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Tort Law

Tort Law (7th edn)

Kirsty Horsey and Erika Rackley
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date: 25 September 2022

p. 1025. Special duty problems: psychiatric harmlocked

p. 1025. Special duty problems: psychiatric harmlocked

  • Kirsty Horsey
  •  and Erika Rackley

Abstract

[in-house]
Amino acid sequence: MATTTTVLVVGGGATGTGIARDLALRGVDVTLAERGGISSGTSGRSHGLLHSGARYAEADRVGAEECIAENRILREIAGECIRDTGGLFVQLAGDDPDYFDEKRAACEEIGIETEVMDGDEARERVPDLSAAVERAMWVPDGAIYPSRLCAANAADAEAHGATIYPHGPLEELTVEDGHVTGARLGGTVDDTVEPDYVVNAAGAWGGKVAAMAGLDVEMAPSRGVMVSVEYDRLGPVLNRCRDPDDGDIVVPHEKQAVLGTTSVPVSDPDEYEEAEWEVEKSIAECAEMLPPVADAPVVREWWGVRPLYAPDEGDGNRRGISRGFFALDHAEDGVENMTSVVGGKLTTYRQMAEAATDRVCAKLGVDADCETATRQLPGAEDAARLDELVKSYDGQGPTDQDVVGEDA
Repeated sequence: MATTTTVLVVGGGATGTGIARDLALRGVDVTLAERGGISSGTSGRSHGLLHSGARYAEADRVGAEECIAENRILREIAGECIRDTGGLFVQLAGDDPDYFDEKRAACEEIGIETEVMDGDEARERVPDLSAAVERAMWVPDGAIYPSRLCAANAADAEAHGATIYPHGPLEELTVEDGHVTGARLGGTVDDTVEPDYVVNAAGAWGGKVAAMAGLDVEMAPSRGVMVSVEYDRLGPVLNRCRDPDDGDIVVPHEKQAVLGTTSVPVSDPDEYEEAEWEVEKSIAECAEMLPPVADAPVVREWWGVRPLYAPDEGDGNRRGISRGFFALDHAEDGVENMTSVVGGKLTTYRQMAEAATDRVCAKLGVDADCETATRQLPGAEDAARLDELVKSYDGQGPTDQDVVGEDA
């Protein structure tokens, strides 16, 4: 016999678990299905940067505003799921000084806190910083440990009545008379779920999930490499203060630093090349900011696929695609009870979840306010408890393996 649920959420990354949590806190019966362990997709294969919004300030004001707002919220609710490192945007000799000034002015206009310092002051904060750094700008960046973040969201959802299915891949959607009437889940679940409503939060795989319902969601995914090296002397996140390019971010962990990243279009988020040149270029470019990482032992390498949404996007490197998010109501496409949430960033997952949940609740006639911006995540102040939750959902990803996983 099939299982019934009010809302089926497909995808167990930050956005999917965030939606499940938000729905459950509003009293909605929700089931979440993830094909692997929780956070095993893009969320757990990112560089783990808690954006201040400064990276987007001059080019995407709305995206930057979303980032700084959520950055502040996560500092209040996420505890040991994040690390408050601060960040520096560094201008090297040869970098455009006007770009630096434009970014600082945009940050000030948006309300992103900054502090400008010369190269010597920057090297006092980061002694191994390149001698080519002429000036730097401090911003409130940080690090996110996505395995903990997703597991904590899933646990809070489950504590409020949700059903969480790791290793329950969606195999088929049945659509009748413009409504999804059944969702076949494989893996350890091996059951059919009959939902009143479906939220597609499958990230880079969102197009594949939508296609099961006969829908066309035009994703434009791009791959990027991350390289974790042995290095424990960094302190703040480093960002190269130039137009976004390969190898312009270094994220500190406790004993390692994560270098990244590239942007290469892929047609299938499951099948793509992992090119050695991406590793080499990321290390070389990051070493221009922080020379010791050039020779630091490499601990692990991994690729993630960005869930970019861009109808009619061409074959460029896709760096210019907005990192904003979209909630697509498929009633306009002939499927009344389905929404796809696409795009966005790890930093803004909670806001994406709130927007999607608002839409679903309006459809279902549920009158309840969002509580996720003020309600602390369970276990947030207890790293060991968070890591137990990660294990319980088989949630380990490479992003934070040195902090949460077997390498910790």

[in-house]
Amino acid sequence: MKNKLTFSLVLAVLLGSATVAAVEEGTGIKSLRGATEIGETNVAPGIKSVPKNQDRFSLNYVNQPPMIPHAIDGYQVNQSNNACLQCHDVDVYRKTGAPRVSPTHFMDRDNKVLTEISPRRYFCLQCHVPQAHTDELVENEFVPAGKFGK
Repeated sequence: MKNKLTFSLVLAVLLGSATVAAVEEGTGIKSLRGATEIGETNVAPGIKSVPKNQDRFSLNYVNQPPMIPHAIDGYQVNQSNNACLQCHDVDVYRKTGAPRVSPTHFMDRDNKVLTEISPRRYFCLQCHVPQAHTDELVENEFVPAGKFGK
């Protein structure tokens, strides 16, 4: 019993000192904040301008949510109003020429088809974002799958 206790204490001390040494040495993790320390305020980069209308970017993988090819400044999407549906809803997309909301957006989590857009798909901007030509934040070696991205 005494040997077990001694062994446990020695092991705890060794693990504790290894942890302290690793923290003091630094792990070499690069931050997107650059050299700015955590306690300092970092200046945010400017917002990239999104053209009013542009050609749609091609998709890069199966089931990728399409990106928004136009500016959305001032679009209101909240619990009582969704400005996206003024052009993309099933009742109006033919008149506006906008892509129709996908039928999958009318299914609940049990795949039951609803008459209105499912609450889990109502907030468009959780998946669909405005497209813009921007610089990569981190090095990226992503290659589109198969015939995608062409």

This chapter begins by explaining the meaning of psychiatric harm. It then discusses the general exclusionary rule; the distinction between ‘primary’ and ‘secondary’ victims; and other circumstances where the law recognises victims of psychiatric harms as having a claim in negligence (rescuers, involuntary participants, communicators of shocking news, self-harm by the defendant and ‘assumption of responsibility’ cases). Though initially psychiatric harm was recoverable only if accompanied by physical injury, it is now clear that the claimant can recover for pure psychiatric harm so long as it is a recognised psychiatric illness. It is not, therefore, possible to recover in the tort of negligence for mere grief, anxiety or distress.

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